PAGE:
Iraq had a miserable 2014. The Islamic State (IS) reentered the country in large numbers early in the year, routing the Iraqi security forces in June with its swift territorial conquests and gaining tacit support from a large segment of Iraq’s Sunnis in the process. But the Iraqi government is also confronting a fiscal crisis that threatens to compound its security morass. It wants help from Saudi Arabia and the other major Arab oil producers in the Gulf but is in for a big disappointment.
Nouri al-Maliki—who last summer was in the last few months of his premiership—was unable to pass a national budget through the Iraqi parliament. Disputes with the Kurds over oil revenue sharing reached its peak. And the Iraqi parliament itself resembled a freewheeling, but useless, debating society increasingly being ignored as an impediment by the prime minister’s office.
In fact, the only upshot for the Iraqi Government was the price of crude oil: by July 2014, the average price for a single barrel of Iraqi crude was slightly above $102.
Now, even that windfall has changed. Brent crude prices over the past several months have declined by roughly 60 percent from last year’s peak. The Iraqi Government, predictably, comes out as another major loser from these developments. Indeed, it lost 27 percent of its projected revenues in 2014 alone. At a time when Baghdad is fully engaged in taking back their country from IS and expending more funds on defense-related costs like salaries for soldiers, military equipment, and battlefield intelligence assets, the dip in crude is severely straining Iraq’s budget. Prime Minister Haider al-Abadi has bluntly stated that the lower value of crude exports will make the job of extinguishing the Islamic State terrorist movement from Iraqi territory far more difficult.
If last month’s oil figures are any indication, Prime Minister Abadi has more than enough reasons to be concerned. The short-term rebound in crude oil markets over the past week is not being seen in Iraq at the moment: whereas Brent traded above $55 per barrel at the end of January, Iraqi crude traded at an average of $41.45 during the same time period due to the steep discounts that the Iraqi Government has offered to Asian consumers. Combined with bad weather near the port city of Basra, which slowed export operations, Baghdad lost nearly $2 billion in revenue last month compared to December 2014.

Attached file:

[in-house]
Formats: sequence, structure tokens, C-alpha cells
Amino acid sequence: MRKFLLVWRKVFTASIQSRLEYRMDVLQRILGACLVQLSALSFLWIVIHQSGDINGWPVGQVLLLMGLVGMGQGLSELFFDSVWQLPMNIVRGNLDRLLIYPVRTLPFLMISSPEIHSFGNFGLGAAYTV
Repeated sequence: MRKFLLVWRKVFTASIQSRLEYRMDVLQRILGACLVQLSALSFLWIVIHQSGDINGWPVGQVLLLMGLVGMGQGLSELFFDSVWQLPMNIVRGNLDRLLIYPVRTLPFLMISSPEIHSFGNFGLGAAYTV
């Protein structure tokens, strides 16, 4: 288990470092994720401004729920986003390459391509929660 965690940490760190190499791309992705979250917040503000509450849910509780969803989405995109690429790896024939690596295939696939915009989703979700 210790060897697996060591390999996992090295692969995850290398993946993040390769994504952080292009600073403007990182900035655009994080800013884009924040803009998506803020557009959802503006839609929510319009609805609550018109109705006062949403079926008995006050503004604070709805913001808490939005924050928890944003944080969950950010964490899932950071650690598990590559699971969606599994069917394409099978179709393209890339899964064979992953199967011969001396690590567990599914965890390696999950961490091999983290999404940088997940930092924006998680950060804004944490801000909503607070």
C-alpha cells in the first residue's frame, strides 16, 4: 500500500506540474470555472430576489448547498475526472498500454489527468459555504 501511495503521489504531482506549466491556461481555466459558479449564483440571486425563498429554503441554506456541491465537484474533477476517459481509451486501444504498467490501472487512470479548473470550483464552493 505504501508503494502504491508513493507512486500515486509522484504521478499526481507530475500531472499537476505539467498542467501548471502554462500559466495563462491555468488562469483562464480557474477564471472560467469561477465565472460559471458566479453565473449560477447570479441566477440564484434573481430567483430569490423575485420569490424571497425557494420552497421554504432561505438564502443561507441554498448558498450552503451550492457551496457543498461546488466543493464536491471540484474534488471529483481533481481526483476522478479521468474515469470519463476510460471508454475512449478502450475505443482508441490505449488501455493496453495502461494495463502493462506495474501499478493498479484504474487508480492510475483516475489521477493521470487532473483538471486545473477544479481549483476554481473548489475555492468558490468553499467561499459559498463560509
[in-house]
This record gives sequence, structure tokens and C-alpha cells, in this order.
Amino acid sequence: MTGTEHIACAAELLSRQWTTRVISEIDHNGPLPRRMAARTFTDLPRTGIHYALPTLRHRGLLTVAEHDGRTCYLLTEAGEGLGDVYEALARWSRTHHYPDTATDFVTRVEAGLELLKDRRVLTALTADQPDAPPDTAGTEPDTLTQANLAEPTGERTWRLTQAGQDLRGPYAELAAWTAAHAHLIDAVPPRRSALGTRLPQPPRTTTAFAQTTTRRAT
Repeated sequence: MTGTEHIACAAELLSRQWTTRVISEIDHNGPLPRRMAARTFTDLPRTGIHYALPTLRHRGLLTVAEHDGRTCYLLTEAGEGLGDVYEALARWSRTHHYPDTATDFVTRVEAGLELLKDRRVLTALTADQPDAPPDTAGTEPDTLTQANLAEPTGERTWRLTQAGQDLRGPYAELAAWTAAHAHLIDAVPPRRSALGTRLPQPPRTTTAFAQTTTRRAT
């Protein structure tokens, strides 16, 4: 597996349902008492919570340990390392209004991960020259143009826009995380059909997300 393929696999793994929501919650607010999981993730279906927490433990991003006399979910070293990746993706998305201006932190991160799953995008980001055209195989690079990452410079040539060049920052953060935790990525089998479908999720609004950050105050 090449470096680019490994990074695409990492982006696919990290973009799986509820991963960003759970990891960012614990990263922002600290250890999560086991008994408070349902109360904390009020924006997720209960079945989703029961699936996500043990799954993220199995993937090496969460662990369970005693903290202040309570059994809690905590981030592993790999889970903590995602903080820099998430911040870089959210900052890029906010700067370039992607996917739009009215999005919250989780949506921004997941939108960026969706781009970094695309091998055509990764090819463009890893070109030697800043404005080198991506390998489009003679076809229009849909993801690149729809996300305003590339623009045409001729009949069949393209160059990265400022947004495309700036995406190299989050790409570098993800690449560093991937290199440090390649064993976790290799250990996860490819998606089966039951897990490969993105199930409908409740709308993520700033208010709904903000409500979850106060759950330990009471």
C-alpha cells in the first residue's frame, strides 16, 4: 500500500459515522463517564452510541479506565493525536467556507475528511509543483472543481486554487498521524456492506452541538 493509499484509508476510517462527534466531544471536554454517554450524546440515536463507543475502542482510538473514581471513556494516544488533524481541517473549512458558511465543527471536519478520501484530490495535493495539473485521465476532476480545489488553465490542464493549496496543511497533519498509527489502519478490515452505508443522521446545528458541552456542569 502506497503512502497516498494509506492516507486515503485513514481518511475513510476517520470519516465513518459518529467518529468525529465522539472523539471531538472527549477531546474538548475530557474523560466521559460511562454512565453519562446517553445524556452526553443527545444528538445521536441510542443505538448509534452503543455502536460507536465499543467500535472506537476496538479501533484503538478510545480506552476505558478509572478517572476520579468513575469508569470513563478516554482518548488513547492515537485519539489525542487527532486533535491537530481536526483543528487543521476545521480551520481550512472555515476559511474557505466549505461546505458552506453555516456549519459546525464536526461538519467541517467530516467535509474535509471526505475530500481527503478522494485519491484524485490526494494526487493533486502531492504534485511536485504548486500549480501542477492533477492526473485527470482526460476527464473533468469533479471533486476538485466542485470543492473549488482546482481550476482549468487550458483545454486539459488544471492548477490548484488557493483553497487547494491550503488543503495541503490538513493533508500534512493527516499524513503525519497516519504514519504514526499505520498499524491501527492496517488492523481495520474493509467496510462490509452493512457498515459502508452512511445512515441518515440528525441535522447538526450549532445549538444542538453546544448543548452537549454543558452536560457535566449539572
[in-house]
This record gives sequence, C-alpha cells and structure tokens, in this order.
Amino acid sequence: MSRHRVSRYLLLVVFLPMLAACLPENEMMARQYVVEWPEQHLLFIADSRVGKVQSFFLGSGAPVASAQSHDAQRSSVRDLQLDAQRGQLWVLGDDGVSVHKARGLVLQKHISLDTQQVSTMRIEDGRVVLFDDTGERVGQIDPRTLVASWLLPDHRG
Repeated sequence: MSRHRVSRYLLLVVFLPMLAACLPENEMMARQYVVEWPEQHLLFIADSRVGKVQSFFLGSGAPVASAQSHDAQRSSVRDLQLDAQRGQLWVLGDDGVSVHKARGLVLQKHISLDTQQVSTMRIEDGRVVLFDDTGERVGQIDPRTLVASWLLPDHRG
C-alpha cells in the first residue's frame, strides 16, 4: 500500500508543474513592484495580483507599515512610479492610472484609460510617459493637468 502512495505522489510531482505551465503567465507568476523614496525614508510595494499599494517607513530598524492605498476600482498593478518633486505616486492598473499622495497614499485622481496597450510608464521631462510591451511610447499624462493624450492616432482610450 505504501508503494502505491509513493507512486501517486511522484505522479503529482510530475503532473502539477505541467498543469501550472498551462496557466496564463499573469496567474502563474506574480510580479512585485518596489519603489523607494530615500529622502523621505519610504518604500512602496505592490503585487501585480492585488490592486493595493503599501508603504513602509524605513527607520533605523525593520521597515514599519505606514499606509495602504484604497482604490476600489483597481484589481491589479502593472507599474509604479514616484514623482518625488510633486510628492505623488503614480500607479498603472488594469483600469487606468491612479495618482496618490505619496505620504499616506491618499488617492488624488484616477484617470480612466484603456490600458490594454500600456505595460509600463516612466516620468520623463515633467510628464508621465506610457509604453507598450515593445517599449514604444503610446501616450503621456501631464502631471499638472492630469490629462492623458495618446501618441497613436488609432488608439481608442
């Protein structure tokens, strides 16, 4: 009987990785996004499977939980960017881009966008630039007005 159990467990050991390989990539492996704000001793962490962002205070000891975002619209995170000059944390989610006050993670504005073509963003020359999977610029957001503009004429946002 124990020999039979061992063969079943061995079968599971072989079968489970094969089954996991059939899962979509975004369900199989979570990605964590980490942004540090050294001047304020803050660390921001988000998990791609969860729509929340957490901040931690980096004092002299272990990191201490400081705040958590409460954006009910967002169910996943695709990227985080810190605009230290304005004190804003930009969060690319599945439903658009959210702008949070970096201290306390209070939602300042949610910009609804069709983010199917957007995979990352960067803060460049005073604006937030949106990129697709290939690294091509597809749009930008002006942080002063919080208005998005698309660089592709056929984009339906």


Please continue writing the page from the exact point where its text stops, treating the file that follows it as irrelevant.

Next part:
For a nation already experiencing a budget shortfall this year, the latest numbers could be a fiscal calamity if the trend continues over the long-term. Indeed, in a sign of just how distressing the oil market has become for Iraq’s bottom-line, Vice President Ayad Allawi hinted that it might be time for an extraordinary session with OPEC and non-OPEC oil producers to find a way to boost prices back up to where many of exporters would like. This makes sense given that 90 percent of Iraq’s budget depends on earnings from crude exports. Iraq’s U.S. ambassador recently argued that the price of oil “will be the determining factor this year in how strongly we can repel ISIS.”
Unfortunately, Baghdad may be in for a significant disappointment, since the other Arab oil producers in the Gulf who helped institute oil’s new price regime show little interest in letting oil climb back to anywhere near pre-crash level prices. True, Kuwait allowed the Iraqis to postpone U.N. reparations from the first Gulf War for a year, and oil is already back up to around $60 per barrel, something both the Kuwaitis and Iraqis seem to appreciate.